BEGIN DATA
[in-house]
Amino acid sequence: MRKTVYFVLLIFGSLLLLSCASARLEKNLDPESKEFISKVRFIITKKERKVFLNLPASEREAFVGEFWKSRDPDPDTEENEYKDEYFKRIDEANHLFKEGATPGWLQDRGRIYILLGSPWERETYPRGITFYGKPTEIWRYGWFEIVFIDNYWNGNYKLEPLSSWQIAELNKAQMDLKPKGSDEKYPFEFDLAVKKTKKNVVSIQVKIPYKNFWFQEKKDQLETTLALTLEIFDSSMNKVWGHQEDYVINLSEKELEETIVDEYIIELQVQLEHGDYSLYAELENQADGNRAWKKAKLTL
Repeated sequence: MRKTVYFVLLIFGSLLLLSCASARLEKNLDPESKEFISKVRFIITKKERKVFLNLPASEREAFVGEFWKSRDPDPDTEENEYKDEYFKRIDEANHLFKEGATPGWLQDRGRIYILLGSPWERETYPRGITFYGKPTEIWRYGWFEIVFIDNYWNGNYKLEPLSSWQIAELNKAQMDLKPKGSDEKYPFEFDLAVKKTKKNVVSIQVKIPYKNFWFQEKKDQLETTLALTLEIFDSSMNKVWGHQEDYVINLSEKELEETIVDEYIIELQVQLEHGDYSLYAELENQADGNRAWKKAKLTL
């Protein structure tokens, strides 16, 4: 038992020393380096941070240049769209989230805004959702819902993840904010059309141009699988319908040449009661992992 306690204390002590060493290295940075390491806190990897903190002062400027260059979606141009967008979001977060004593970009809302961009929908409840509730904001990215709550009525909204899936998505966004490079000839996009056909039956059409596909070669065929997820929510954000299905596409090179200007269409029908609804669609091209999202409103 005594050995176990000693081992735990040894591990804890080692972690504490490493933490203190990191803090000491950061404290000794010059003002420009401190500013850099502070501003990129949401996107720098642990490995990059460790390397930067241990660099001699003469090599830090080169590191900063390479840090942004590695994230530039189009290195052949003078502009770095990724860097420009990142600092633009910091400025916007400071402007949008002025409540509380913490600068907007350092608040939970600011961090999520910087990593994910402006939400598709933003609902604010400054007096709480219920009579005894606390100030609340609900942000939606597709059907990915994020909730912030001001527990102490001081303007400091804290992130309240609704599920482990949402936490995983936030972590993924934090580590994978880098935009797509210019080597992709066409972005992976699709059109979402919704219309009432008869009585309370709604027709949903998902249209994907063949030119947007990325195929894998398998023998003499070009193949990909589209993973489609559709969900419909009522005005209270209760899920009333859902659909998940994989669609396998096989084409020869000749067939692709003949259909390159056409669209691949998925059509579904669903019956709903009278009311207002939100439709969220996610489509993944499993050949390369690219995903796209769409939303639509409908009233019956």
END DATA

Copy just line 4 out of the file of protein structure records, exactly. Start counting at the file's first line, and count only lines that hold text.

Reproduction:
């Protein structure tokens, strides 16, 4: 038992020393380096941070240049769209989230805004959702819902993840904010059309141009699988319908040449009661992992 306690204390002590060493290295940075390491806190990897903190002062400027260059979606141009967008979001977060004593970009809302961009929908409840509730904001990215709550009525909204899936998505966004490079000839996009056909039956059409596909070669065929997820929510954000299905596409090179200007269409029908609804669609091209999202409103 005594050995176990000693081992735990040894591990804890080692972690504490490493933490203190990191803090000491950061404290000794010059003002420009401190500013850099502070501003990129949401996107720098642990490995990059460790390397930067241990660099001699003469090599830090080169590191900063390479840090942004590695994230530039189009290195052949003078502009770095990724860097420009990142600092633009910091400025916007400071402007949008002025409540509380913490600068907007350092608040939970600011961090999520910087990593994910402006939400598709933003609902604010400054007096709480219920009579005894606390100030609340609900942000939606597709059907990915994020909730912030001001527990102490001081303007400091804290992130309240609704599920482990949402936490995983936030972590993924934090580590994978880098935009797509210019080597992709066409972005992976699709059109979402919704219309009432008869009585309370709604027709949903998902249209994907063949030119947007990325195929894998398998023998003499070009193949990909589209993973489609559709969900419909009522005005209270209760899920009333859902659909998940994989669609396998096989084409020869000749067939692709003949259909390159056409669209691949998925059509579904669903019956709903009278009311207002939100439709969220996610489509993944499993050949390369690219995903796209769409939303639509409908009233019956």